‘Come one and all, come to India! Ride on and glide along the red carpet I am rolling out for you. Your investment destination is India.’ That was how Narendra Modi, India’s Prime Minister, excited the business urge of foreign capitalists at the World Economic Forum in Davos, the Alps mountain resort in Switzerland.
With catchy slogans and characteristic rhetoric, Modi tried to sell India to industrialists and business tycoons outside India. Before the august assembly of some 2500 business leaders, international political bigwigs, economists, and jurists, Modi’s catwalk was near perfect. Gone are the days of the Dutch, French and British enterprises of the pre-independence era. The Sangh Parivar wishes to bury such ugly remembrances of their ‘loot’ and forget the brickbats against them.
It is the turn of the U-turn now. Past is past. Now the Parivar henchman, the country’s Pradhan Sevak, invites them to enter India on a red carpet welcome. India’s mouth-watering resources will be at their disposal. Electricity, water, highways, raw materials, business space, land and all in plenty, only for their asking! We will arrest pollution for their sake. We will keep the Ganga clean, in case they want to take a holy dip! We will shut down our polluting industries to provide space for their manufacturing units. We will tell our Indians not to litter about or loiter around when our foreign friends are in the vicinity.
We shall keep our needs to the minimum. Theirs is the capital. Theirs is the ownership. They have to ‘invest in India, manufacture in India and work in India.’ Hence, it is imperative to make it ‘ easier and attractive to invest in India .’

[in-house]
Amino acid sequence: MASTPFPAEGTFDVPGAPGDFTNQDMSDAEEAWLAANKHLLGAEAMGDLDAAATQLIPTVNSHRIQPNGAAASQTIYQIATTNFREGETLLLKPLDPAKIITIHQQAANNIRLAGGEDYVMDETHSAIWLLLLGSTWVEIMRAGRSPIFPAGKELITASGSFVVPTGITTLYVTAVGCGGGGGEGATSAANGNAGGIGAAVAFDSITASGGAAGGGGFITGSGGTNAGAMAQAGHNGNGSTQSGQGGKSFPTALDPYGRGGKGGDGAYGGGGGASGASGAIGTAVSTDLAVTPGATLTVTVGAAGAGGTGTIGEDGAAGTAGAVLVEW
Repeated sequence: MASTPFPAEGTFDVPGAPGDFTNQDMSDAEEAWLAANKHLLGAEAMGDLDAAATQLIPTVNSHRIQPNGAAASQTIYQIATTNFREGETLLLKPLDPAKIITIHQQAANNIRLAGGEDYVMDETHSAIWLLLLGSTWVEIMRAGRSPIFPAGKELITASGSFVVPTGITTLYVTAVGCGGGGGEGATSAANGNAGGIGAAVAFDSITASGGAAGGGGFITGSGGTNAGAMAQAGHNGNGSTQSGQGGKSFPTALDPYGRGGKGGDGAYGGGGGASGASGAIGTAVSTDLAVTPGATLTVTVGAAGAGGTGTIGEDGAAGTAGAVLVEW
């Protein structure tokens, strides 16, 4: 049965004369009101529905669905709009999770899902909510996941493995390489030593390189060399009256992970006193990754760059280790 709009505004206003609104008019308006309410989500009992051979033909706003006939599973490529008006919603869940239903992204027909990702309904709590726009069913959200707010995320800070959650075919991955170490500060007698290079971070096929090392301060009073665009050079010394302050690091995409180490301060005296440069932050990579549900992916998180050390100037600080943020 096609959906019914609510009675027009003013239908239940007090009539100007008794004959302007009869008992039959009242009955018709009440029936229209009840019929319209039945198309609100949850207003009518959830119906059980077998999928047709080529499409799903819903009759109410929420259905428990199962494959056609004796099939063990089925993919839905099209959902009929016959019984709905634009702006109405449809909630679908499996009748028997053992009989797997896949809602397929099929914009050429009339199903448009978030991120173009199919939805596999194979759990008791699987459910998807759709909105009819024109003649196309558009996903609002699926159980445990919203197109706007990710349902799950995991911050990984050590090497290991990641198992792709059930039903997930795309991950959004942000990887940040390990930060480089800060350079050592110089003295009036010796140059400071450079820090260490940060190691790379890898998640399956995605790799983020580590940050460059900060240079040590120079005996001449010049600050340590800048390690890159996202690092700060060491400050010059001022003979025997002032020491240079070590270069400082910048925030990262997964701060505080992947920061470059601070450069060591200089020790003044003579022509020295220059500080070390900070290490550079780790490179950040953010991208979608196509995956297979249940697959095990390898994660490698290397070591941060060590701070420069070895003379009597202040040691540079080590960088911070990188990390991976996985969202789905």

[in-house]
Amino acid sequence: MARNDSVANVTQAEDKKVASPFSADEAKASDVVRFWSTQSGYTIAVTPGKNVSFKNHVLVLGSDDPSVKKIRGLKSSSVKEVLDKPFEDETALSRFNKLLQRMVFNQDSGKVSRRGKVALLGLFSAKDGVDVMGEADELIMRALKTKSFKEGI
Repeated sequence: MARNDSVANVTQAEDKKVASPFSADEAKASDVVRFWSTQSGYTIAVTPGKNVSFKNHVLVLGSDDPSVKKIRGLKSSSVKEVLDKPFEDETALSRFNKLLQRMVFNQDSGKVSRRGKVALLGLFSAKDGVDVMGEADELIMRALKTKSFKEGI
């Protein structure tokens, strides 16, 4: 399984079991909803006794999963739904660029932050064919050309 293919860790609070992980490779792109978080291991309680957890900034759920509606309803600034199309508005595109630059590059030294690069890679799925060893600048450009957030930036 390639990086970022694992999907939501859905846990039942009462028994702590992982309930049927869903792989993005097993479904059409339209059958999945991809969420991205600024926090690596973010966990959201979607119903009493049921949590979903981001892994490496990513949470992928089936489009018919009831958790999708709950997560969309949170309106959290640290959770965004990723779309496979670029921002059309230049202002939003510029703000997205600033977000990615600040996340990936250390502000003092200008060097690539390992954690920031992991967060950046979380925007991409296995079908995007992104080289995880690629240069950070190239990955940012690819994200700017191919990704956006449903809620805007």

It is not difficult to understand Modi’s urge to make India shine through foreign capital invested in India. The Bania urge! Business will flourish. Industries will multiply. Production will skyrocket. It is yet another matter if prices too shoot up! Every action has a reaction. It is quite natural. For the time being, write off such projected price rise as an uncomfortable itch! Who cares if the poor man’s purchasing power plummets! Don’t ever mention that India’s one percent population controls 73% of national wealth. ‘ India’s inequality — and especially wealth inequality — is rising, with the rich getting steadily richer and, at the other end, the slowdown in job creation is hurting not just the destitute but even the middle classes.’ ( , We want more billionaires in order to make India shine. What difference it makes if a bunch of foreign billionaires too are added to the Indian variety?
Make in India is the in thing. Make it happen by all means, even if the profit is shipped out by investors. After all, they work for it. The make in India. That is how they contribute to making India shine. Our ‘Vasudhaiva Kudumbakam’ concept has global market value and powerful universal linkage. Hence, all share the world destiny. That is the essence of the ‘dream of a shared future.’
Modi’s ‘style statement’, on behalf of India, sounds tempting for the business world. With his ‘audacity of vision’ he pitches in to capture the imagination of the expectant businessmen who have an eye on India’s resources, including human. Cheap labour and hire and fire facilities. The red carpet symbolizes it all.
One wonders what effect the august audience had when Modi tried to sing into their ears his eloquent ‘shlokas’ about ‘India’s diversity’, about the country’s ‘strength in democracy’, the ‘consensus and unity in politics’, and, above all, the idyllic atmosphere of the ‘Vasudhaiva kudumbakam!’ Even as India was celebrating with brickbats and arson over Padmaavat, Modi was waxing eloquent about India. His attempt to hard-sell India to the globalised world may succeed, given the bend of the business conglomerate. But, if this marriage of convenience will have any green shoot effect on India’s economic and social fabric is a moot question.(Published on 05th February 2018, Volume XXX, Issue 06)